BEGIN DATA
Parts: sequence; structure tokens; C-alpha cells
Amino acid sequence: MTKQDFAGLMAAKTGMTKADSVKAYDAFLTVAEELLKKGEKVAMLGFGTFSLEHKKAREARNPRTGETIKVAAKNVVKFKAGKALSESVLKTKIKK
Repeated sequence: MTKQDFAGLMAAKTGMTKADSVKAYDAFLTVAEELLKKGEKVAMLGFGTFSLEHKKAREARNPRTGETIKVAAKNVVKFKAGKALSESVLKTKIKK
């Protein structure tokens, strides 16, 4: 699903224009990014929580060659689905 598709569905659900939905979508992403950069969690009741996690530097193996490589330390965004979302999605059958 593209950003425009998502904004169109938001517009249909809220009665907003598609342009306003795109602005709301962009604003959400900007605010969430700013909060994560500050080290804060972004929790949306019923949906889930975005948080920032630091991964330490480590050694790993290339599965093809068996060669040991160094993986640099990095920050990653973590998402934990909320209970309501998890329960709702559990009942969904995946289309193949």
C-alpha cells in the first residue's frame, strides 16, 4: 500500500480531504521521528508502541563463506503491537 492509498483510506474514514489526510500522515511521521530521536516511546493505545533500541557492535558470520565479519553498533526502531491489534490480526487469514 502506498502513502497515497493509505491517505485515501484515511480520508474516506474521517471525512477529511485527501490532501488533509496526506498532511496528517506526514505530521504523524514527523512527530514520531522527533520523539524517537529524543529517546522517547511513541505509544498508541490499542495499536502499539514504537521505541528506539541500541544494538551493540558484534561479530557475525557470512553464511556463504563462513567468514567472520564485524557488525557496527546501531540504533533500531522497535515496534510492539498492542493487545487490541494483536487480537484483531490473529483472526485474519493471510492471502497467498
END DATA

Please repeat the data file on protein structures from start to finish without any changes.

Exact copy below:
Parts: sequence; structure tokens; C-alpha cells
Amino acid sequence: MTKQDFAGLMAAKTGMTKADSVKAYDAFLTVAEELLKKGEKVAMLGFGTFSLEHKKAREARNPRTGETIKVAAKNVVKFKAGKALSESVLKTKIKK
Repeated sequence: MTKQDFAGLMAAKTGMTKADSVKAYDAFLTVAEELLKKGEKVAMLGFGTFSLEHKKAREARNPRTGETIKVAAKNVVKFKAGKALSESVLKTKIKK
């Protein structure tokens, strides 16, 4: 699903224009990014929580060659689905 598709569905659900939905979508992403950069969690009741996690530097193996490589330390965004979302999605059958 593209950003425009998502904004169109938001517009249909809220009665907003598609342009306003795109602005709301962009604003959400900007605010969430700013909060994560500050080290804060972004929790949306019923949906889930975005948080920032630091991964330490480590050694790993290339599965093809068996060669040991160094993986640099990095920050990653973590998402934990909320209970309501998890329960709702559990009942969904995946289309193949």
C-alpha cells in the first residue's frame, strides 16, 4: 500500500480531504521521528508502541563463506503491537 492509498483510506474514514489526510500522515511521521530521536516511546493505545533500541557492535558470520565479519553498533526502531491489534490480526487469514 502506498502513502497515497493509505491517505485515501484515511480520508474516506474521517471525512477529511485527501490532501488533509496526506498532511496528517506526514505530521504523524514527523512527530514520531522527533520523539524517537529524543529517546522517547511513541505509544498508541490499542495499536502499539514504537521505541528506539541500541544494538551493540558484534561479530557475525557470512553464511556463504563462513567468514567472520564485524557488525557496527546501531540504533533500531522497535515496534510492539498492542493487545487490541494483536487480537484483531490473529483472526485474519493471510492471502497467498